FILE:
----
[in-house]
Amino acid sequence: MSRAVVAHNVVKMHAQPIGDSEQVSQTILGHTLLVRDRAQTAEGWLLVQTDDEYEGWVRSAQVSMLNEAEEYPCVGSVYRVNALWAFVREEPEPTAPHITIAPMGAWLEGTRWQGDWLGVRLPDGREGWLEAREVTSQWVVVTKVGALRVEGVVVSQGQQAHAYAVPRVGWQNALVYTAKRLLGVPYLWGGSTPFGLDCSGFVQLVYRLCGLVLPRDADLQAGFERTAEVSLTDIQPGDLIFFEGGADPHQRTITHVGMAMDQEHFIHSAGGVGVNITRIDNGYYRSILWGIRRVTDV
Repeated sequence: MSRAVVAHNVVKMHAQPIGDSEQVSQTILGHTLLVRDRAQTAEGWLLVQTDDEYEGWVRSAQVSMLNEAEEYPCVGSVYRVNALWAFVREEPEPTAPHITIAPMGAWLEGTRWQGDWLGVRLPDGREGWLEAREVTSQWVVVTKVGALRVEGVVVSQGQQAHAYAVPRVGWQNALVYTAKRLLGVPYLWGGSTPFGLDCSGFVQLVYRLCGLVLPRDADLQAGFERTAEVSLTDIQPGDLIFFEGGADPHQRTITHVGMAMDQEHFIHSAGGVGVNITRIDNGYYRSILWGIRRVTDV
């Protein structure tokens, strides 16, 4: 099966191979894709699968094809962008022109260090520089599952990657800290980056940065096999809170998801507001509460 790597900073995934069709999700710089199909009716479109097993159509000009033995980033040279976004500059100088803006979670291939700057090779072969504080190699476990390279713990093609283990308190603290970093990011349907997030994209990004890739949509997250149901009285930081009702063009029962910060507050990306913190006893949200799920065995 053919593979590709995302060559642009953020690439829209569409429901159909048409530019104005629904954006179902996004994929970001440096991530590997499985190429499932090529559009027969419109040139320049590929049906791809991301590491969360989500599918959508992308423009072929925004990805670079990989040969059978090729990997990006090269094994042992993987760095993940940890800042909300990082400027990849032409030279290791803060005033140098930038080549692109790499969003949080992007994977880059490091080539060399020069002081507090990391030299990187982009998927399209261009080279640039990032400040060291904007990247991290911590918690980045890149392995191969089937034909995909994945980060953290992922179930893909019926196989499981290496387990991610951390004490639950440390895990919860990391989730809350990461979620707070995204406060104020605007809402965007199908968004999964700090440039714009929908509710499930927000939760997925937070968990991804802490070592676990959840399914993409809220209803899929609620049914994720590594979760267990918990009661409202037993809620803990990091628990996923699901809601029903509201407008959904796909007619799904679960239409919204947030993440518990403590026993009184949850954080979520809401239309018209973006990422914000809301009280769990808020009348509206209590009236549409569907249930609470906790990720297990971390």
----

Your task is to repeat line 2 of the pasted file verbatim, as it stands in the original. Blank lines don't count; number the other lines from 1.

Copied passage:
Amino acid sequence: MSRAVVAHNVVKMHAQPIGDSEQVSQTILGHTLLVRDRAQTAEGWLLVQTDDEYEGWVRSAQVSMLNEAEEYPCVGSVYRVNALWAFVREEPEPTAPHITIAPMGAWLEGTRWQGDWLGVRLPDGREGWLEAREVTSQWVVVTKVGALRVEGVVVSQGQQAHAYAVPRVGWQNALVYTAKRLLGVPYLWGGSTPFGLDCSGFVQLVYRLCGLVLPRDADLQAGFERTAEVSLTDIQPGDLIFFEGGADPHQRTITHVGMAMDQEHFIHSAGGVGVNITRIDNGYYRSILWGIRRVTDV